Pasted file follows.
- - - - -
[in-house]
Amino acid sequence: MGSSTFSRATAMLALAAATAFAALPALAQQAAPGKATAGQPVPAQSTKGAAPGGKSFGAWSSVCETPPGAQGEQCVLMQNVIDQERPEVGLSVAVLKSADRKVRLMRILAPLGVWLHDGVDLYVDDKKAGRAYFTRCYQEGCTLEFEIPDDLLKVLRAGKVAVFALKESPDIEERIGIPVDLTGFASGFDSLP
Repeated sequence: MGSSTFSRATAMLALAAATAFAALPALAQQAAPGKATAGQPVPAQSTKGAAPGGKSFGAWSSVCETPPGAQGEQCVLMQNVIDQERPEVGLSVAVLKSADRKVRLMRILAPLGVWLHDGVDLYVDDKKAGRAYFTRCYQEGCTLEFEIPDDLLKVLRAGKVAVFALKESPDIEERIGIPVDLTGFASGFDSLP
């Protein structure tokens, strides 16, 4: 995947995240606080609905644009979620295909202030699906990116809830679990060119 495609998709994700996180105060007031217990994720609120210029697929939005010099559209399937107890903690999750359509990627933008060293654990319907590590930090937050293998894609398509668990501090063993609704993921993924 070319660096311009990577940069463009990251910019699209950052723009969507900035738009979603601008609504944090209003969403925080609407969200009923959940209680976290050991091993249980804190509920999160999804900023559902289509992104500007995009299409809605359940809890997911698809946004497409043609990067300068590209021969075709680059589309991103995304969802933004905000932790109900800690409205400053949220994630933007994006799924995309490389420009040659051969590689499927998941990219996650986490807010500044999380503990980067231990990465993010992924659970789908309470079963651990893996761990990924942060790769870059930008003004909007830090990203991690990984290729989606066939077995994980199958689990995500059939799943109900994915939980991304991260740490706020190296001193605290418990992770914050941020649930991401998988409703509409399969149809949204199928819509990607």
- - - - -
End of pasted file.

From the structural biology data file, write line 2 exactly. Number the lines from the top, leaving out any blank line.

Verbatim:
Amino acid sequence: MGSSTFSRATAMLALAAATAFAALPALAQQAAPGKATAGQPVPAQSTKGAAPGGKSFGAWSSVCETPPGAQGEQCVLMQNVIDQERPEVGLSVAVLKSADRKVRLMRILAPLGVWLHDGVDLYVDDKKAGRAYFTRCYQEGCTLEFEIPDDLLKVLRAGKVAVFALKESPDIEERIGIPVDLTGFASGFDSLP